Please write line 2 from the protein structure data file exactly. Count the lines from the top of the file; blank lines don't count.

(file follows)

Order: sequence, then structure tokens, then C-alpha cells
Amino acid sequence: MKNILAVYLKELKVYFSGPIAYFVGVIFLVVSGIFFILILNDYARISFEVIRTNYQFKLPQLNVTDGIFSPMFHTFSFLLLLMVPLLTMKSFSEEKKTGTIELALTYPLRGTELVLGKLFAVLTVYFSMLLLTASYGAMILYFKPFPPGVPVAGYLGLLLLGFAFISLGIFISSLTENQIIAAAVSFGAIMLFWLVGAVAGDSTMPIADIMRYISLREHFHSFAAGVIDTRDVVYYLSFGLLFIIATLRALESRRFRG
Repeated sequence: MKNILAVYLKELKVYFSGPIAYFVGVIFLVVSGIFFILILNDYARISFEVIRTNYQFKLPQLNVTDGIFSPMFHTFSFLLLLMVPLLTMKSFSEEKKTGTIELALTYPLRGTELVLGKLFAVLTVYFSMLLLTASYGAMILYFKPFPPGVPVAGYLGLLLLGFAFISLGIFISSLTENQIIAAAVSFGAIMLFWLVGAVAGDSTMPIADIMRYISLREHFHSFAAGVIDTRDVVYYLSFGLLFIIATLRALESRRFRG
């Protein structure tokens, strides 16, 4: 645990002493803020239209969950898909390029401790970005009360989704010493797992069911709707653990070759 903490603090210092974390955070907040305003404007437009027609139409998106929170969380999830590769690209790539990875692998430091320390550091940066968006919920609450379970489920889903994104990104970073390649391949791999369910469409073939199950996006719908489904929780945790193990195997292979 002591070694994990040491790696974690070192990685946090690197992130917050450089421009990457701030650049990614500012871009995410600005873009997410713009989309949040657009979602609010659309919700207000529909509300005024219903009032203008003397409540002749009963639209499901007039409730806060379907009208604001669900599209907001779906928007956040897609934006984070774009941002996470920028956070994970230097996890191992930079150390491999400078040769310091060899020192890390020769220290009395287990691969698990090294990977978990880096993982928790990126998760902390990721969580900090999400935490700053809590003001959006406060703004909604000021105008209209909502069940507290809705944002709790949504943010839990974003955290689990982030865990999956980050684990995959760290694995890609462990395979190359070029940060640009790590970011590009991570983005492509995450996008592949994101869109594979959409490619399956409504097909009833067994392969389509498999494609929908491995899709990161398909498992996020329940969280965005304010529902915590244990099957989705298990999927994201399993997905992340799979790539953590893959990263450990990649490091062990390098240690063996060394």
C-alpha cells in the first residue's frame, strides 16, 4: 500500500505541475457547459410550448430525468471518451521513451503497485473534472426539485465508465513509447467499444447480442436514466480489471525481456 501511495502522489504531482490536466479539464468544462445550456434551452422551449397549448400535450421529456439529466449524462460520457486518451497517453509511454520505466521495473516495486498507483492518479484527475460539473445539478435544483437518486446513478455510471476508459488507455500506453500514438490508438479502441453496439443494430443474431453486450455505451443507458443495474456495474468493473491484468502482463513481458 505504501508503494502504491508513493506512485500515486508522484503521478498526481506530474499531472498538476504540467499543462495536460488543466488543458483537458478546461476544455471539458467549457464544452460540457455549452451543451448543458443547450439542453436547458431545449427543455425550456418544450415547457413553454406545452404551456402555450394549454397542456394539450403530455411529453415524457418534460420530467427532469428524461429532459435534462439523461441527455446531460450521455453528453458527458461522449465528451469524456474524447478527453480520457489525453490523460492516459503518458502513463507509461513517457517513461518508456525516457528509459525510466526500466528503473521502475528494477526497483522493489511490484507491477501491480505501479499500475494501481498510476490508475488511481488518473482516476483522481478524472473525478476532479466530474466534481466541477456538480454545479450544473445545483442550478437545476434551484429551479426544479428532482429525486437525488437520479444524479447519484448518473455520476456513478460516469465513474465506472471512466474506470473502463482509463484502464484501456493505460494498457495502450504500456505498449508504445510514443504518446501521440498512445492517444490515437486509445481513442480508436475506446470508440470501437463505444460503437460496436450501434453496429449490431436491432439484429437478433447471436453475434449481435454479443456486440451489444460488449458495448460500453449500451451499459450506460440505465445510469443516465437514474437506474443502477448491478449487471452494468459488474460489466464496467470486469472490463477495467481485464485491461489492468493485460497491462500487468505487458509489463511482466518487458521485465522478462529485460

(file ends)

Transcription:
Amino acid sequence: MKNILAVYLKELKVYFSGPIAYFVGVIFLVVSGIFFILILNDYARISFEVIRTNYQFKLPQLNVTDGIFSPMFHTFSFLLLLMVPLLTMKSFSEEKKTGTIELALTYPLRGTELVLGKLFAVLTVYFSMLLLTASYGAMILYFKPFPPGVPVAGYLGLLLLGFAFISLGIFISSLTENQIIAAAVSFGAIMLFWLVGAVAGDSTMPIADIMRYISLREHFHSFAAGVIDTRDVVYYLSFGLLFIIATLRALESRRFRG